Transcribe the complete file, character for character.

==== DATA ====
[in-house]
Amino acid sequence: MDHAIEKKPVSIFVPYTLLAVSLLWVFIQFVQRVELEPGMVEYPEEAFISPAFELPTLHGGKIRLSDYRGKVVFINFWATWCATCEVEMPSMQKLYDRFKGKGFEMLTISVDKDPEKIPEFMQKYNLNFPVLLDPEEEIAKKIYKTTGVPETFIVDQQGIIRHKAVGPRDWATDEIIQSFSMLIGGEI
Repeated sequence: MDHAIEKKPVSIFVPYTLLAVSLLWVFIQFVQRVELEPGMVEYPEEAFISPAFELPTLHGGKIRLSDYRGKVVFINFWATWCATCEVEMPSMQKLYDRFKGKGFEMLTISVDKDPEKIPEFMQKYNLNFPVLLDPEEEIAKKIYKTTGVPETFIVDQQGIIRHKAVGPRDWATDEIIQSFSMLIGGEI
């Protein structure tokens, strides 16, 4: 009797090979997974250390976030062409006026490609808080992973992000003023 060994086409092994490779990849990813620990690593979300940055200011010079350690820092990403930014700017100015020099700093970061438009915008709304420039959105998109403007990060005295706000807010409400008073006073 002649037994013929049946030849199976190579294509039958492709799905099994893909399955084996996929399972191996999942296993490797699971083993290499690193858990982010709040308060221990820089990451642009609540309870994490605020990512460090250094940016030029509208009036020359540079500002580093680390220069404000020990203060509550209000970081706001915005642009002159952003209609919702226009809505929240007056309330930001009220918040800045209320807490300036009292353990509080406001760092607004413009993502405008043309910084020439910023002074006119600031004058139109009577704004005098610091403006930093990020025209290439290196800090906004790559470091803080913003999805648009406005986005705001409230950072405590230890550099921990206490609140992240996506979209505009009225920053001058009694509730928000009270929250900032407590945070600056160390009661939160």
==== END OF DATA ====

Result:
[in-house]
Amino acid sequence: MDHAIEKKPVSIFVPYTLLAVSLLWVFIQFVQRVELEPGMVEYPEEAFISPAFELPTLHGGKIRLSDYRGKVVFINFWATWCATCEVEMPSMQKLYDRFKGKGFEMLTISVDKDPEKIPEFMQKYNLNFPVLLDPEEEIAKKIYKTTGVPETFIVDQQGIIRHKAVGPRDWATDEIIQSFSMLIGGEI
Repeated sequence: MDHAIEKKPVSIFVPYTLLAVSLLWVFIQFVQRVELEPGMVEYPEEAFISPAFELPTLHGGKIRLSDYRGKVVFINFWATWCATCEVEMPSMQKLYDRFKGKGFEMLTISVDKDPEKIPEFMQKYNLNFPVLLDPEEEIAKKIYKTTGVPETFIVDQQGIIRHKAVGPRDWATDEIIQSFSMLIGGEI
């Protein structure tokens, strides 16, 4: 009797090979997974250390976030062409006026490609808080992973992000003023 060994086409092994490779990849990813620990690593979300940055200011010079350690820092990403930014700017100015020099700093970061438009915008709304420039959105998109403007990060005295706000807010409400008073006073 002649037994013929049946030849199976190579294509039958492709799905099994893909399955084996996929399972191996999942296993490797699971083993290499690193858990982010709040308060221990820089990451642009609540309870994490605020990512460090250094940016030029509208009036020359540079500002580093680390220069404000020990203060509550209000970081706001915005642009002159952003209609919702226009809505929240007056309330930001009220918040800045209320807490300036009292353990509080406001760092607004413009993502405008043309910084020439910023002074006119600031004058139109009577704004005098610091403006930093990020025209290439290196800090906004790559470091803080913003999805648009406005986005705001409230950072405590230890550099921990206490609140992240996506979209505009009225920053001058009694509730928000009270929250900032407590945070600056160390009661939160």